In his filing, which was made through William Shafer, a Williamsburg attorney, Walker also claims the ZBA decision wasn't supported by substantial evidence and the ZBA did not consider relevant and important matters relating to standards that a "rational decision maker in similar situations would have considered."
"The actions are unreasonable, arbitrary, capricious, or abuses of discretion," the court filing states.
Walker is asking the court to reverse the ZBA's decision and further relief as the court deems fit.
His business will stay open as the court considers his case.
The battle between the city and Walker dates back to 2008, when he was cited for violations of the city's zoning ordinance. Walker was subsequently found not guilty in magistrate court.
He was cited for illegal scrap operations in July and entered a plea of not guilty. That case is set for trial in October.
During the August ZBA meeting, Harmon cited various ongoing violations to support his decision to revoke the certificate of occupancy, such as junk and scrap vehicles being kept illegally, constant parking on city right of way that would have blocked emergency vehicle access and neighbor’s driveways, piles of scrap metal, ties, rims, engines and other debris and repair work being performed outside the enclosed building.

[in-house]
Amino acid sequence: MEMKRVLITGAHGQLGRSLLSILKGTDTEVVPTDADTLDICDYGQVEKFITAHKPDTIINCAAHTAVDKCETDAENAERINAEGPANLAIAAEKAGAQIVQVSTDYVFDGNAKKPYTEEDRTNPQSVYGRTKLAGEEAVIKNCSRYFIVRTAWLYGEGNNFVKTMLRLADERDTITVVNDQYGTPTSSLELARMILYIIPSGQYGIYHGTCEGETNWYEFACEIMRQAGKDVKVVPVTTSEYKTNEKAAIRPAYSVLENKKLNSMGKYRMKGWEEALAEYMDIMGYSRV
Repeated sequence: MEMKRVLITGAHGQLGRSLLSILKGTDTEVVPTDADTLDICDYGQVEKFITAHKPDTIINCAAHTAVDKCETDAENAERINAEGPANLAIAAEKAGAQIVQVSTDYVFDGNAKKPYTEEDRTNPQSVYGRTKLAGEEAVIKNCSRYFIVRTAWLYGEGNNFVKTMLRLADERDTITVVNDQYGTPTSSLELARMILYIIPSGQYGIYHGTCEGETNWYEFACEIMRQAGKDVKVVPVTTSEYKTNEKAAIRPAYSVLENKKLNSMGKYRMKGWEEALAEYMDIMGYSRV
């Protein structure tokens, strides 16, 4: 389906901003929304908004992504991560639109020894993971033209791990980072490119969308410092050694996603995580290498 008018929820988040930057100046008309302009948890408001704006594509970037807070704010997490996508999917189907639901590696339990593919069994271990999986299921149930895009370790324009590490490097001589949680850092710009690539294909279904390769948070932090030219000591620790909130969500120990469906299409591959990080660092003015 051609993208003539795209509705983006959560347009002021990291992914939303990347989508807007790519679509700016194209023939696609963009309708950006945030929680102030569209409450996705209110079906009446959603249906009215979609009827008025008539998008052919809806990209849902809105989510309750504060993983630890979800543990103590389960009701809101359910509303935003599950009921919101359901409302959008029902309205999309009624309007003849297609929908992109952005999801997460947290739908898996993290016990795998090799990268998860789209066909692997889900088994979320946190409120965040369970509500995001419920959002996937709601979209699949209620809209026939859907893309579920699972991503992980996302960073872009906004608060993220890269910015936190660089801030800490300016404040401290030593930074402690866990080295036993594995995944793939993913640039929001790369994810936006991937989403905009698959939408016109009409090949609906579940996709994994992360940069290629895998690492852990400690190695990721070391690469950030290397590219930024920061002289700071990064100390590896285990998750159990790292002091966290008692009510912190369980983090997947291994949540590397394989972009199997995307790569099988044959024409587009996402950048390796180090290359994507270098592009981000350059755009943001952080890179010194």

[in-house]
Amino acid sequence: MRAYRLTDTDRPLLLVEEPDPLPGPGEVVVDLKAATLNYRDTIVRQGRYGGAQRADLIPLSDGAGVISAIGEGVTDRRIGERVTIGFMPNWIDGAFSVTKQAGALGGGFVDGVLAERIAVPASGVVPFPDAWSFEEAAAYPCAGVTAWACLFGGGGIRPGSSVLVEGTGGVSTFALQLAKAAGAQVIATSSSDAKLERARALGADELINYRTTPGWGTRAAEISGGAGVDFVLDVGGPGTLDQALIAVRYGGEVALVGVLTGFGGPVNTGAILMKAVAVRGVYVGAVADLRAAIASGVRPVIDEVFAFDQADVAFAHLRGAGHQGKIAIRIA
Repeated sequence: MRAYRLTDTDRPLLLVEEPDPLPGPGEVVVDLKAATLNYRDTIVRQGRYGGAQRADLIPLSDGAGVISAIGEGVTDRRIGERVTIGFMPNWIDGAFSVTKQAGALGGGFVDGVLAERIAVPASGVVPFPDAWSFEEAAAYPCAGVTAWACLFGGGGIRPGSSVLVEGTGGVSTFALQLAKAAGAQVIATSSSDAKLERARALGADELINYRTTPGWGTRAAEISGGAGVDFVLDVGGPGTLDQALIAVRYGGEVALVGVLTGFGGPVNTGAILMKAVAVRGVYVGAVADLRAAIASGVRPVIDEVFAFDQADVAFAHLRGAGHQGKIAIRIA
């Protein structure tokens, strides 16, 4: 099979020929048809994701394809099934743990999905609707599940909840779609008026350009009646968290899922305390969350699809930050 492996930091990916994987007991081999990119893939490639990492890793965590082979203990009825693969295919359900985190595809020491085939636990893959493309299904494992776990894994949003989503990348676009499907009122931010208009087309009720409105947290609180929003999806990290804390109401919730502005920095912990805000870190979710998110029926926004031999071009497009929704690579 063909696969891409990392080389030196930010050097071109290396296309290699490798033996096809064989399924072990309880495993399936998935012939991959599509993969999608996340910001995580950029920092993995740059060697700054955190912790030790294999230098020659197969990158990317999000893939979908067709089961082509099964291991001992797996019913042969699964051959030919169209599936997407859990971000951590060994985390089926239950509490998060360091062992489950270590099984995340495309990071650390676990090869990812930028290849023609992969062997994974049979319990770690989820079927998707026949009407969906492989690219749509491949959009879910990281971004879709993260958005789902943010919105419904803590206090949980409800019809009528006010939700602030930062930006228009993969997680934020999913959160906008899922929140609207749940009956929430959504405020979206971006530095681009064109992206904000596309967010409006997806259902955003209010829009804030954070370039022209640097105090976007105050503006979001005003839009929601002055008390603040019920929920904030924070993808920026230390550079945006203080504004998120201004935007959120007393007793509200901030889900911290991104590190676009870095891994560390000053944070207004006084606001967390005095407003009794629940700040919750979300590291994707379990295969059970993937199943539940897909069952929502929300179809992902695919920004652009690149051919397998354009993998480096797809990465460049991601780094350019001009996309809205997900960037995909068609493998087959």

In the past, concerns also surfaced over oil seeping into the ground from the vehicles stored on the property and possibly leaching into the storm and sanitary sewers. Improper disposal of waste oil on the property resulted in a citation from the Iowa Department of Natural Resources in 2008 and was later cleaned.
Walker claims the oil seepage was caused by vandalism which resulted in holes being drilled into barrels containing oil on the property.
He provided a copy of his automobile recycler's license issued by the state of Iowa, which authorized him to recycle and rebuild vehicles and sell used parts at his Camanche Avenue location. Harmon has asked the state to revoke the vehicle recycler's license.